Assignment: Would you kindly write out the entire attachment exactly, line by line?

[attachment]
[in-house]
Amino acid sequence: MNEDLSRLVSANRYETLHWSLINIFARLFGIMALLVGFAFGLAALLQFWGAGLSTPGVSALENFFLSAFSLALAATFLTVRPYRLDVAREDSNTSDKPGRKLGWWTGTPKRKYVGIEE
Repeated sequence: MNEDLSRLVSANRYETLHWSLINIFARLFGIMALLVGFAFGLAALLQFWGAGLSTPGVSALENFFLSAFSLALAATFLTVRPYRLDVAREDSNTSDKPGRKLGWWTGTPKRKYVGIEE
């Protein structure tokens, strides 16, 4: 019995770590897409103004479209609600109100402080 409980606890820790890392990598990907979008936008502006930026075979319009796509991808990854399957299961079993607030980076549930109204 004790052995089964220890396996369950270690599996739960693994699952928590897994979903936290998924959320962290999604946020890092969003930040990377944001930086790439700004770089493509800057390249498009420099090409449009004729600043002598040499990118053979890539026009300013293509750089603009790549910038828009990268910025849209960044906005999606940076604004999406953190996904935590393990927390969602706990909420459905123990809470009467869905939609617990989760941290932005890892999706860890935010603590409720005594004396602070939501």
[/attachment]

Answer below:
[in-house]
Amino acid sequence: MNEDLSRLVSANRYETLHWSLINIFARLFGIMALLVGFAFGLAALLQFWGAGLSTPGVSALENFFLSAFSLALAATFLTVRPYRLDVAREDSNTSDKPGRKLGWWTGTPKRKYVGIEE
Repeated sequence: MNEDLSRLVSANRYETLHWSLINIFARLFGIMALLVGFAFGLAALLQFWGAGLSTPGVSALENFFLSAFSLALAATFLTVRPYRLDVAREDSNTSDKPGRKLGWWTGTPKRKYVGIEE
């Protein structure tokens, strides 16, 4: 019995770590897409103004479209609600109100402080 409980606890820790890392990598990907979008936008502006930026075979319009796509991808990854399957299961079993607030980076549930109204 004790052995089964220890396996369950270690599996739960693994699952928590897994979903936290998924959320962290999604946020890092969003930040990377944001930086790439700004770089493509800057390249498009420099090409449009004729600043002598040499990118053979890539026009300013293509750089603009790549910038828009990268910025849209960044906005999606940076604004999406953190996904935590393990927390969602706990909420459905123990809470009467869905939609617990989760941290932005890892999706860890935010603590409720005594004396602070939501």